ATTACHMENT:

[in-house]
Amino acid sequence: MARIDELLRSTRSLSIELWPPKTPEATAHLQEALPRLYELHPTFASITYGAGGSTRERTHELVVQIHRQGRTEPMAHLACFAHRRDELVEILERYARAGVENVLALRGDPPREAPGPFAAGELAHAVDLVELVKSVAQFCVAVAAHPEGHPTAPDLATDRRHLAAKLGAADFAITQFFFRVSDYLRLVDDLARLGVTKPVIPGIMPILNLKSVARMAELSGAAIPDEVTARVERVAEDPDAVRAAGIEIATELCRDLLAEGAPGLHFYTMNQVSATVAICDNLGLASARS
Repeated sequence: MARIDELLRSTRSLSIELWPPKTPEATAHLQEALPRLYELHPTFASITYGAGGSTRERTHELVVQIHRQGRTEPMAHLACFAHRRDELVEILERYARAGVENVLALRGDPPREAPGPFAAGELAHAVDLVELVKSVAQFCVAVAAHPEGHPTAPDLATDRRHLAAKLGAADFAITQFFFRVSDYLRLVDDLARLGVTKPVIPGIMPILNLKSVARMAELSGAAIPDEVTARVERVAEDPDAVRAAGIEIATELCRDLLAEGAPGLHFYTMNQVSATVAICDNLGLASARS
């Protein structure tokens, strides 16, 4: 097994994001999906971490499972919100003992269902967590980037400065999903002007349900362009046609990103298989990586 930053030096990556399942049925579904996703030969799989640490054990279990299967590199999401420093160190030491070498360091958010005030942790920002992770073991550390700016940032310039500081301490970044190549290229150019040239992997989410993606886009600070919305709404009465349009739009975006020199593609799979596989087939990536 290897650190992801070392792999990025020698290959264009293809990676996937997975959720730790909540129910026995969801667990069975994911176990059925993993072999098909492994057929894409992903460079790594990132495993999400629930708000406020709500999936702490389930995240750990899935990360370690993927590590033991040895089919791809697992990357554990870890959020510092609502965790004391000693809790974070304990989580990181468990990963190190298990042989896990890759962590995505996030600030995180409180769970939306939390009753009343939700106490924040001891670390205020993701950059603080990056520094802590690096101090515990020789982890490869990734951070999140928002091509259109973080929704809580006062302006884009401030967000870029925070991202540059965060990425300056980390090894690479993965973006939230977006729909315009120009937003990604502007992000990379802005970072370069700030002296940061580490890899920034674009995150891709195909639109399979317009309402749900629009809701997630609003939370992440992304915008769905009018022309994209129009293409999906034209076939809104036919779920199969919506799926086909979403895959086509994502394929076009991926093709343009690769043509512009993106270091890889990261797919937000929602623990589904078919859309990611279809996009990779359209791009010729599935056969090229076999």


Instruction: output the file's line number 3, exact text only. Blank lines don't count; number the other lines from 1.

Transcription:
Repeated sequence: MARIDELLRSTRSLSIELWPPKTPEATAHLQEALPRLYELHPTFASITYGAGGSTRERTHELVVQIHRQGRTEPMAHLACFAHRRDELVEILERYARAGVENVLALRGDPPREAPGPFAAGELAHAVDLVELVKSVAQFCVAVAAHPEGHPTAPDLATDRRHLAAKLGAADFAITQFFFRVSDYLRLVDDLARLGVTKPVIPGIMPILNLKSVARMAELSGAAIPDEVTARVERVAEDPDAVRAAGIEIATELCRDLLAEGAPGLHFYTMNQVSATVAICDNLGLASARS